imageJohn’s account of Jesus’ birth was very plainly spoken. Only nine words in length, it can be easily memorized. But while short on words, it speaks volumes theologically. “And the Word became flesh and dwelt among us. (John 1:14 ESV)  We sometimes miss the awesome impact of that simple truth in our own Christmas traditions. We are thrilled each year by the thought of the spectacle of that night. We imagine the majesty of the angel and the heavenly host that appeared to the shepherds; the simple, yet touching manger scene with the precious little baby wrapped in swaddling clothes.

I love what Luke says concerning Mary’s reaction to all the events of that night. While the shepherds gazed in awe and wonder at the spectacle and all who heard their story “were amazed at what the shepherds said to them”, Luke says Mary “treasured” them up and “pondered them in her heart.” (Luke 2:19 NIV) At Christmas, we could all use a little less hustling and bustling and a lot more treasuring and pondering … treasuring and pondering the person of Jesus Christ – who He is and why He came. And nobody answers those questions better than John in the pages of his gospel.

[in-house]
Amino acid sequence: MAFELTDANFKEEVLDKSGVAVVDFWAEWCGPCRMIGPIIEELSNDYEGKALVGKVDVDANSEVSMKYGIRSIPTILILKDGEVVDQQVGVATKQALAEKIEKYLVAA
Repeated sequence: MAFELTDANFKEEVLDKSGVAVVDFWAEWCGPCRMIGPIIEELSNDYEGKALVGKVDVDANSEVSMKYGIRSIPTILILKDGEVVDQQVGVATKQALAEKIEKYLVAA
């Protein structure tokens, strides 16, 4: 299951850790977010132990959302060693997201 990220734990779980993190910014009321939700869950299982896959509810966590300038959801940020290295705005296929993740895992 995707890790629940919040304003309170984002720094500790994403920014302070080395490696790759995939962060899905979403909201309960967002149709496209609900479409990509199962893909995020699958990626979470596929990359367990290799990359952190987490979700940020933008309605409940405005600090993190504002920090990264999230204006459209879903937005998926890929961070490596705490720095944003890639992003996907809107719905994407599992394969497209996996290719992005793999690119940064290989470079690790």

My wife and I have a grandson who has Asperger’s Syndrome. After his initial diagnosis, I sought to learn more about his particular form of autism spectrum disorder which, while often highly functioning, is still characterized by difficulties in social interaction and nonverbal communication. One of the more interesting books I read was The Journal Of Best Practices by David Finch. What made that book unique is that Finch actually has Asperger’s. He recorded this journal to help him remember basic rules for social interactions that most of us learned early in life through everyday experiences.